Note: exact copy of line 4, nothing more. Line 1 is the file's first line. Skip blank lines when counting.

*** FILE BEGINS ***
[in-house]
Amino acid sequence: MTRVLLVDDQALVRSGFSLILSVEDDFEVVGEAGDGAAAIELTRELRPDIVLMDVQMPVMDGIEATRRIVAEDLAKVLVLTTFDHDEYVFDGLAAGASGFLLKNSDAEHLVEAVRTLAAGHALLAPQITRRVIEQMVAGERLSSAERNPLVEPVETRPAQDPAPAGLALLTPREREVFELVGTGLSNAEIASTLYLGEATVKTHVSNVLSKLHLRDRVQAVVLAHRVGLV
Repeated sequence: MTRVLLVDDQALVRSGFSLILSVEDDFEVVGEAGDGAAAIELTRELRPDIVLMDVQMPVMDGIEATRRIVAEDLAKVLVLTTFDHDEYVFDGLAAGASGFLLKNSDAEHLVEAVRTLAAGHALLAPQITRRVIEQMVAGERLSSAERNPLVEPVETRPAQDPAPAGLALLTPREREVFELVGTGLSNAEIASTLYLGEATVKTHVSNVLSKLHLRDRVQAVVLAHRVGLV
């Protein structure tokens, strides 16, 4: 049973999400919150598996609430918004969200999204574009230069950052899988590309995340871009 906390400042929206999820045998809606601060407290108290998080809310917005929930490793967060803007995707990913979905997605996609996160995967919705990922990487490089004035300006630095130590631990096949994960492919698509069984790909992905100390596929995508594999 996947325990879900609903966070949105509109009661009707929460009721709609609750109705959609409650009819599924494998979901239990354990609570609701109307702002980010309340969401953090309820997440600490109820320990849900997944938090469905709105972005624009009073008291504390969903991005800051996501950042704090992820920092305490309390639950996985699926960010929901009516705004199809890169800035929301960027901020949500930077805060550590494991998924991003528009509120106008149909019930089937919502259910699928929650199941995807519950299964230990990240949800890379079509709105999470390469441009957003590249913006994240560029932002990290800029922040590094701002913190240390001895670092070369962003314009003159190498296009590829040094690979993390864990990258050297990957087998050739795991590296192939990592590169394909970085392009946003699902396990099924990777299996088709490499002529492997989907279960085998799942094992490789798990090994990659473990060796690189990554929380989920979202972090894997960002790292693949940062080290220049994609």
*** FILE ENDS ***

């Protein structure tokens, strides 16, 4: 049973999400919150598996609430918004969200999204574009230069950052899988590309995340871009 906390400042929206999820045998809606601060407290108290998080809310917005929930490793967060803007995707990913979905997605996609996160995967919705990922990487490089004035300006630095130590631990096949994960492919698509069984790909992905100390596929995508594999 996947325990879900609903966070949105509109009661009707929460009721709609609750109705959609409650009819599924494998979901239990354990609570609701109307702002980010309340969401953090309820997440600490109820320990849900997944938090469905709105972005624009009073008291504390969903991005800051996501950042704090992820920092305490309390639950996985699926960010929901009516705004199809890169800035929301960027901020949500930077805060550590494991998924991003528009509120106008149909019930089937919502259910699928929650199941995807519950299964230990990240949800890379079509709105999470390469441009957003590249913006994240560029932002990290800029922040590094701002913190240390001895670092070369962003314009003159190498296009590829040094690979993390864990990258050297990957087998050739795991590296192939990592590169394909970085392009946003699902396990099924990777299996088709490499002529492997989907279960085998799942094992490789798990090994990659473990060796690189990554929380989920979202972090894997960002790292693949940062080290220049994609």